Tuesday, March 17, 2015

Agri Econ 18: Israel's Modern, High Tech Farming

Two weeks ago, I attended an agricultre seminar given by the Israel embassy here in Manila, to interested Filipino farmers and farm owners/managers. A friend and co-parent at TSAA, Noel Sandicon informed me about the seminar. Presentations were made by Eitan Neubauer, Counselor for Intl. Development Corp. (MASHAV), Science and Agriculture, Israeli Embassy in Beijing.

Some data in their dairy farming productivity.

I was amazed by their high tech farming, very high farm productivity.

Water for irrigation is a big problem, rainy season is only 3 months a year. The main solution is using effluent, used water by households and companies, transported several kilometers away for treatment, and use the treated water for irrigation. The share of effluent water is rising.

Since 60 percent of its land area is desert, plus the need for residential, commercial, industrial zones on the remaining 40 percent, agricultural land is very small. Thus, soil less farming via hydroponics is common. Private sector dynamism and innovation is very clear.

One application of biotech, genetic engineering and producing a GMO, long shelf-life tomatoes. Fantastic.

Fertigation means fertilizers + irrigation. So the water that passes through the tubes that nourish the roots contain exact amount of fertilizers that the crops need, depending on their age (in days). One advantage of hydroponics and soil-less farming, is that the crops are automatic organic. Bacteria, fungi, etc. normally live and multiply in the soil. Since there is no soil involved, no bacteria or fungi enters the crops. Zero pesticides, zero insecticides, zero fungicides.

Fantastic how they drastically controlled (but not totally eradicate of course), a big pest that can cause huge crop damage, the Mediterranean fruit fly.

One big problem in PH mangos, big headache actually, is cecid fly or "kurikong manga". When they attack, you can expect up to total crop failure. We have zero mango harvest in our farm the past 3 or 4 years already because of this pest, which is invisible to the naked eye.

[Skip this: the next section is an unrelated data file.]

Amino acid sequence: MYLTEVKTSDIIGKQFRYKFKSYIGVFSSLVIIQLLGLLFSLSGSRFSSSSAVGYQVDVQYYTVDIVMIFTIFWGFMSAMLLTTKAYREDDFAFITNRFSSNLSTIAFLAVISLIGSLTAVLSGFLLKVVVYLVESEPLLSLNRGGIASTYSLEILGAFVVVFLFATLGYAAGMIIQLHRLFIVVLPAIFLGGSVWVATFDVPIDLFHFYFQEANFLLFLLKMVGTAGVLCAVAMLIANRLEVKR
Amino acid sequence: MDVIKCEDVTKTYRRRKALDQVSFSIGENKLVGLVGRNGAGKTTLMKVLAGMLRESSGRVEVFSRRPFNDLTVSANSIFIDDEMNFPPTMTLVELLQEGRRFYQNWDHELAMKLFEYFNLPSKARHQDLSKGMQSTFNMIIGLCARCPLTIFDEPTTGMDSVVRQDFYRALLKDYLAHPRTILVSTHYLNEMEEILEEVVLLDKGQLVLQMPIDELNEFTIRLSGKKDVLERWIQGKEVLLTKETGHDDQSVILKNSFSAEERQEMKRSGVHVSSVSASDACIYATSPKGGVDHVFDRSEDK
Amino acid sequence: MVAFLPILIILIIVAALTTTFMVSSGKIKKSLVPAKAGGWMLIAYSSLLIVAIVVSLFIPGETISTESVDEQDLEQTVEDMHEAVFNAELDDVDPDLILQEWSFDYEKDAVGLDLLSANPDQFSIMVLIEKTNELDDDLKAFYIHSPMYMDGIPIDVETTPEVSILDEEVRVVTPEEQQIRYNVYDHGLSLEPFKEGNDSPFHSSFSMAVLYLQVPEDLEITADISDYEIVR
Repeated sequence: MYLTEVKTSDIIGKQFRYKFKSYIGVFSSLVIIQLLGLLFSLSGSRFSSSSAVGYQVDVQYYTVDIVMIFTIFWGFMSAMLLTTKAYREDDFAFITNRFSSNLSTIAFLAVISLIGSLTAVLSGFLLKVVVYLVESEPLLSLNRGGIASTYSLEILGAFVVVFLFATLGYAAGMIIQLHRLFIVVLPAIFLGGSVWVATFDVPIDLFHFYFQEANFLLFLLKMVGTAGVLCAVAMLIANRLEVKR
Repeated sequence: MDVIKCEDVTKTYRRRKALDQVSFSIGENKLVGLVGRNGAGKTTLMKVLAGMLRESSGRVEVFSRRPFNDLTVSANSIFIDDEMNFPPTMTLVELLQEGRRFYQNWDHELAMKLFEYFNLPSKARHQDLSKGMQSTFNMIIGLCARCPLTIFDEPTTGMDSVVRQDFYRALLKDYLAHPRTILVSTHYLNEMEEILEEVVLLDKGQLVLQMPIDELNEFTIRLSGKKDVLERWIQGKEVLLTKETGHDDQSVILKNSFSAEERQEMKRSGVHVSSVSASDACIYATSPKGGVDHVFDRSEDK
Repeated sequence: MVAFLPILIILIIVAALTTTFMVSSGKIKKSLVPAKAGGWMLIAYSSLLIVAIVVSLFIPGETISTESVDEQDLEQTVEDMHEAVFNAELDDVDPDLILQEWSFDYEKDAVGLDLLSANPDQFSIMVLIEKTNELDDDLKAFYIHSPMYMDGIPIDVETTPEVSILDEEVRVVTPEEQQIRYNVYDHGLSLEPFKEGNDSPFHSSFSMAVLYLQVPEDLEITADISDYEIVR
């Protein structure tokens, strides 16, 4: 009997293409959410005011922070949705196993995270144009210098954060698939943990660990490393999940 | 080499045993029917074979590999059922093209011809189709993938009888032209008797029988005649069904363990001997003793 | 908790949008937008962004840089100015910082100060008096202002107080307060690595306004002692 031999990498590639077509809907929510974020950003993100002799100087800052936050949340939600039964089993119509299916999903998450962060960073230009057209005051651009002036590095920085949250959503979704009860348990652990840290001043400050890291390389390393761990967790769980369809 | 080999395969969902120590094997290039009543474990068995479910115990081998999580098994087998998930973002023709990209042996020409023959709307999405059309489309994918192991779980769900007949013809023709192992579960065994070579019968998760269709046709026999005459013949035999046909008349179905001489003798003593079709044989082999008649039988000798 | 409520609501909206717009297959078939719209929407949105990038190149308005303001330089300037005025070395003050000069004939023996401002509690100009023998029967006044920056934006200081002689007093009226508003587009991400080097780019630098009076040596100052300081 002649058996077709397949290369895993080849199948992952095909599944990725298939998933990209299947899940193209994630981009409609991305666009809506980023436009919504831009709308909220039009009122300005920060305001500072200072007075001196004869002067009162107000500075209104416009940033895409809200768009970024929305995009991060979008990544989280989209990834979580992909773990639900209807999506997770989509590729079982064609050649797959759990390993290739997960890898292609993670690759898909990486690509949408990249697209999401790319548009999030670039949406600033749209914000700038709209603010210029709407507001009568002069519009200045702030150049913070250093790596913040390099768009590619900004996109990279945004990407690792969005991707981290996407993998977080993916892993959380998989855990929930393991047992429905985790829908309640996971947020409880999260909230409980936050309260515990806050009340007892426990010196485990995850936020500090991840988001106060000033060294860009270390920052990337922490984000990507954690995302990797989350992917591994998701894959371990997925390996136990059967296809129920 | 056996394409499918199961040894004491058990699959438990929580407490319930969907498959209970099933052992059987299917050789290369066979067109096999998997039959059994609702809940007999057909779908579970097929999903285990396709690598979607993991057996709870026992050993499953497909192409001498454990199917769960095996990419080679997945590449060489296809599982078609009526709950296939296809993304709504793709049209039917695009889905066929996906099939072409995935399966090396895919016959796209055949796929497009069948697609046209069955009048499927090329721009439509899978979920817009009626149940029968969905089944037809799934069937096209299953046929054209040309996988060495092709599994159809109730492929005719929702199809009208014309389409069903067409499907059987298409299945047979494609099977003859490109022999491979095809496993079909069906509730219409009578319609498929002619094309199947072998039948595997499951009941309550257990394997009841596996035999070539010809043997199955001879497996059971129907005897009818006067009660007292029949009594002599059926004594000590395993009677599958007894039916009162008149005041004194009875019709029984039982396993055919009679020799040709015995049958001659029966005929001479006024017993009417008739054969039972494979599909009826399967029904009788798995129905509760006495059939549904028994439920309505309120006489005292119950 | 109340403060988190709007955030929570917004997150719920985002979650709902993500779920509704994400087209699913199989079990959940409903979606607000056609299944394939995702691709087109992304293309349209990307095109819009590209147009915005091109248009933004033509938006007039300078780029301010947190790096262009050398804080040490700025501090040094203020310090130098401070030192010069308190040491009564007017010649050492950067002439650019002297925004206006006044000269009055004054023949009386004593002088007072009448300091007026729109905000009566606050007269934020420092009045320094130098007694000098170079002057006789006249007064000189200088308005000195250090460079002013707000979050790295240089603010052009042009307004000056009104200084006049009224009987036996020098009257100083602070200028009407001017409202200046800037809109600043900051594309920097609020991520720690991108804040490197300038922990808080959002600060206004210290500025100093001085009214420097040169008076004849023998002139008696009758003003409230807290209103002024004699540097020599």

Cantaloupe via genetic engineering again, a new GMO. Nice and safe to eat.

I assume that it's all private companies developing these scientific progress. The Israeli government is busy with security matters so the private sector should be busy with innovation and enterprise competition at the global scale.

I am not aware if similar high-tech dairy farms are existing in the PH. Almost all of our powdered milk are imported, the bottled or boxed liquid milk may be locally produced but they are not exactly cheap.

To harvest 600-1,500 kgs of fish on a small, 1,000 sq. m. (1/10 of an hectare) pool is too high. One can feed hundreds of people with just one hectare of land area, continuously, all year round. Fantastic.

I admire the Israeli private sector for these and other scientific breakthrough in agriculture and food production. Food supply will never be a problem in the planet as the trend is rising food output per hectare of land area. "More food for less resources" is the default mode of modern agriculture.

Governments should step back from agri bureaucratism. Like food trade protectionism (DA's rice QR, NFA's rice importation monopoly, etc.), anti-GMO legislation and regulations, and endless, no time table agrarian reform (forced land redistribution) like what we have in the PH until now.

The five presentations by Mr. Neubauer is available here.

See also:
Agri Econ 14: NO to Further Extension of Agrarian Reform, July 03, 2014 
Agri Econ 15: Why do Thailand and Vietnam Produce More Rice than the PH?, January 27, 2015 

Agri Econ 16: Seeds for Mankind, February 27, 2015

Agri Econ 17: Why NFA Marketing Function Should be Removed,  February 28, 2015

Pilipinas Forum 4: GMOs are good, August 31, 2012
GMOs, Greenpeace and Public Health, January 15, 2014
Sweden Seminar 3: Field Trips, 2003, June 21, 2014 
Kurikong Mangga or Cecid Fly, Huge Crop Losses, March 16, 2015

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